Thing thing thing thing. Things. Thingamabobber. Thingamajig. Thingery. Thingy thing.
Possessing sophisticated skills of communicating is elementary when you want people to notice you. Your spoken words have to convey a level of "wordmanship" that inspires confidence in your abilities. Real use of language means ridding yourself of all the flotsam and jetsam in your vocabulary when you are communicating seriously.
If fried chicken is comfort food, then let's call thing the ultimate comfort word. It is readily available, always dependable, but often not very good or appropriate. In English, overusing "thing" is common, however, and also a bit lazy. You owe it to yourself to search your brain for a few seconds to find a non-placeholder! When you think about it, "thing" doesn't have any real meaning. It is the ultimate linguistic crap.
"Hand me that thing over there." My house has a lot of things. Small things, large things, medium things. If you need me to hand you something, you should try to be a bit more descriptive. Remember, any sense of your own personal fame is about being always on-message. When there is no message, you can imagine it's extremely difficult to do this.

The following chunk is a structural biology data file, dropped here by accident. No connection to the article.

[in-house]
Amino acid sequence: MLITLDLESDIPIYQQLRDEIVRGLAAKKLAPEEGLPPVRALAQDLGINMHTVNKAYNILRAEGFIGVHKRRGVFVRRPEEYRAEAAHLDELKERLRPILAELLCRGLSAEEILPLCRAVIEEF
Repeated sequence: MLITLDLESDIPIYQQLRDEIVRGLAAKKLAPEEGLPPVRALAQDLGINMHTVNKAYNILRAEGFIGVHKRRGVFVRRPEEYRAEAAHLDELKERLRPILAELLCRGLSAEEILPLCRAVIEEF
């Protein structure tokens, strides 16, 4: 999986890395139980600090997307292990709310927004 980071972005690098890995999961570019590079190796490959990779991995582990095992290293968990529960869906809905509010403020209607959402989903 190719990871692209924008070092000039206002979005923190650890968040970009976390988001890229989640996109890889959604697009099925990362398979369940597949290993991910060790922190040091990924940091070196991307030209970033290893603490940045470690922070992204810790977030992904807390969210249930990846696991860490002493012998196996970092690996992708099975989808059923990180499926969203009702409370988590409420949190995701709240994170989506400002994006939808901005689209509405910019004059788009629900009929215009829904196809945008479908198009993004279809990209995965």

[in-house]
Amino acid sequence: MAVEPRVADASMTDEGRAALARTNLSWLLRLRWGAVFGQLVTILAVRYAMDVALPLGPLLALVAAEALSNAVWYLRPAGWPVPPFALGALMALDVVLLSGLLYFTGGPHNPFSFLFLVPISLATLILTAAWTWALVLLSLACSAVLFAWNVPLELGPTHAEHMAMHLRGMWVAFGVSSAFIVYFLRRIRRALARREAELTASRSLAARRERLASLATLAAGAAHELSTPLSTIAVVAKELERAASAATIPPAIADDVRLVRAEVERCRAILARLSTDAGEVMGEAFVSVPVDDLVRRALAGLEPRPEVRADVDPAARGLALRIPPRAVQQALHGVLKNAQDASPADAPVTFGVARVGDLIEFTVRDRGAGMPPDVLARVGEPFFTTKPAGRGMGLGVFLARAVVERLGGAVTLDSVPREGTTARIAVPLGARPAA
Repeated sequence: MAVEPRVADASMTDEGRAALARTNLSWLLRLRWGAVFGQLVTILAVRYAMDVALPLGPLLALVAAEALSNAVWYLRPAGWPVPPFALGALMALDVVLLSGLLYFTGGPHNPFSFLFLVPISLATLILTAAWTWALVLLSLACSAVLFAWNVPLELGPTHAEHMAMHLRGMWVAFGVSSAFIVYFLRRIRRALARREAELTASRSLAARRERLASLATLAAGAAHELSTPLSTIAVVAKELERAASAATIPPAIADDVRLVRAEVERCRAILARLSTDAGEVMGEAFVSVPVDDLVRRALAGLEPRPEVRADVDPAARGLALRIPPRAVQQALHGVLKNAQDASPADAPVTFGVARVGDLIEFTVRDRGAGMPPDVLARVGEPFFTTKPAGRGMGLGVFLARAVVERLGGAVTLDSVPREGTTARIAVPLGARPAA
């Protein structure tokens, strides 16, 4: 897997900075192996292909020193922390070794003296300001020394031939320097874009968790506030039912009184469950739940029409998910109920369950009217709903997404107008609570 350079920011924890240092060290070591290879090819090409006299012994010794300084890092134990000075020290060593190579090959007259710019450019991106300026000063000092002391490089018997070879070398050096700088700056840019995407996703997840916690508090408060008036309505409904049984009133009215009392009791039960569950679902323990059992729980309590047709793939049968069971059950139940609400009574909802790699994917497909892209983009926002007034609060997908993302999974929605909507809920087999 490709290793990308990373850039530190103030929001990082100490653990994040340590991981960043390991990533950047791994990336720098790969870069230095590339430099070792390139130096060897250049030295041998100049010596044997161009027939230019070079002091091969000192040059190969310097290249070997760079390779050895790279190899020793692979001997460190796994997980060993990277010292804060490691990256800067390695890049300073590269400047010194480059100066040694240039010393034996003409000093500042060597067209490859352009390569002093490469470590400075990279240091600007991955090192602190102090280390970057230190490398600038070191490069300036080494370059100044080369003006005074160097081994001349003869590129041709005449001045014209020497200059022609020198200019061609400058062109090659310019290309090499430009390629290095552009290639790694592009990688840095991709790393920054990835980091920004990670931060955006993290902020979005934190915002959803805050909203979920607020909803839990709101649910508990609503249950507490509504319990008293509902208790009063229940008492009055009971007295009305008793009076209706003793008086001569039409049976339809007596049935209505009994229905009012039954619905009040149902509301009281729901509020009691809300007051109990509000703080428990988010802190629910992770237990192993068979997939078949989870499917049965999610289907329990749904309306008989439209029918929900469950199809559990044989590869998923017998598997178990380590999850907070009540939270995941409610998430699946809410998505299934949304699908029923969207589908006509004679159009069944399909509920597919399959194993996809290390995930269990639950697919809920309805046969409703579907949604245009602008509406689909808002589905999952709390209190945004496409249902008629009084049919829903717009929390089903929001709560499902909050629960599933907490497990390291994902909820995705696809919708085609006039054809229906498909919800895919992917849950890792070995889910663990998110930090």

"The thingy is loose." Right, I understand that the name of the gasket cover is on the tip of your tongue, but it just isn't coming to you. In a few seconds, though, when someone asks what you meant, you are going to have to find a way to describe it anyway. Just go for the gold on the first try. Can't come up with the specific noun? Try describing it. I'll bet that the listener will be able to figure out what you are trying to say!
You don't need to completely eradicate "thing" from your vocabulary. Our language in 2010 America isn't set up for it. One day, though, consciously make the decision to not say THING once in a single week. You'll be quite surprised about how often you settle for it.
Try it. Billions of underused nouns will thank you. You will sound a teeny bit more sophisticated to your newly-educated peers.
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